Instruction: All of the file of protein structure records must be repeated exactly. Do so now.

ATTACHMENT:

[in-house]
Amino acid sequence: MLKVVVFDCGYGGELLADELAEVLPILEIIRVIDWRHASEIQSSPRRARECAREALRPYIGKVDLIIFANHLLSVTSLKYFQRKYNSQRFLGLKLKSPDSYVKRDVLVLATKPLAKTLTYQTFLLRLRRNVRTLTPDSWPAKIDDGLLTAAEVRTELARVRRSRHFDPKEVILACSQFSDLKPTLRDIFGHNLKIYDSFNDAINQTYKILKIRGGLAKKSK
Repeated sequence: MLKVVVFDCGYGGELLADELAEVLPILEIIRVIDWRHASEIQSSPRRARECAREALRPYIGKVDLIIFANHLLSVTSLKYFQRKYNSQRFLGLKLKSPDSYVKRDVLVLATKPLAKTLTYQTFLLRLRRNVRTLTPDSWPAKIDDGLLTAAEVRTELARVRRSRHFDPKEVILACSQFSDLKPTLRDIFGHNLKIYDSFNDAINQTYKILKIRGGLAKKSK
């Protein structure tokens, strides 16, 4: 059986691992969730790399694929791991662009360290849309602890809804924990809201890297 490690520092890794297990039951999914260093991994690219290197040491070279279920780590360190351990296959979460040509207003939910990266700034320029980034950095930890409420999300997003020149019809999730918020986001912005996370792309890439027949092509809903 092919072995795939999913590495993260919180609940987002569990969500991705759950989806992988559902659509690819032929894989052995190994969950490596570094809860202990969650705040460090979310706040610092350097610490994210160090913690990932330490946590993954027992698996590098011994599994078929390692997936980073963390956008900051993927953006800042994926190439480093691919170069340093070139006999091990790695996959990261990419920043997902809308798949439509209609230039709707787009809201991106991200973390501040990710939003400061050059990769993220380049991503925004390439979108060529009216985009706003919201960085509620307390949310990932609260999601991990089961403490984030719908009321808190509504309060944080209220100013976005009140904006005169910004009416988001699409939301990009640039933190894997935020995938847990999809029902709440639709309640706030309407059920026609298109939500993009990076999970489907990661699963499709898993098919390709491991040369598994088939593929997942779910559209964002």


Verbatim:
[in-house]
Amino acid sequence: MLKVVVFDCGYGGELLADELAEVLPILEIIRVIDWRHASEIQSSPRRARECAREALRPYIGKVDLIIFANHLLSVTSLKYFQRKYNSQRFLGLKLKSPDSYVKRDVLVLATKPLAKTLTYQTFLLRLRRNVRTLTPDSWPAKIDDGLLTAAEVRTELARVRRSRHFDPKEVILACSQFSDLKPTLRDIFGHNLKIYDSFNDAINQTYKILKIRGGLAKKSK
Repeated sequence: MLKVVVFDCGYGGELLADELAEVLPILEIIRVIDWRHASEIQSSPRRARECAREALRPYIGKVDLIIFANHLLSVTSLKYFQRKYNSQRFLGLKLKSPDSYVKRDVLVLATKPLAKTLTYQTFLLRLRRNVRTLTPDSWPAKIDDGLLTAAEVRTELARVRRSRHFDPKEVILACSQFSDLKPTLRDIFGHNLKIYDSFNDAINQTYKILKIRGGLAKKSK
């Protein structure tokens, strides 16, 4: 059986691992969730790399694929791991662009360290849309602890809804924990809201890297 490690520092890794297990039951999914260093991994690219290197040491070279279920780590360190351990296959979460040509207003939910990266700034320029980034950095930890409420999300997003020149019809999730918020986001912005996370792309890439027949092509809903 092919072995795939999913590495993260919180609940987002569990969500991705759950989806992988559902659509690819032929894989052995190994969950490596570094809860202990969650705040460090979310706040610092350097610490994210160090913690990932330490946590993954027992698996590098011994599994078929390692997936980073963390956008900051993927953006800042994926190439480093691919170069340093070139006999091990790695996959990261990419920043997902809308798949439509209609230039709707787009809201991106991200973390501040990710939003400061050059990769993220380049991503925004390439979108060529009216985009706003919201960085509620307390949310990932609260999601991990089961403490984030719908009321808190509504309060944080209220100013976005009140904006005169910004009416988001699409939301990009640039933190894997935020995938847990999809029902709440639709309640706030309407059920026609298109939500993009990076999970489907990661699963499709898993098919390709491991040369598994088939593929997942779910559209964002």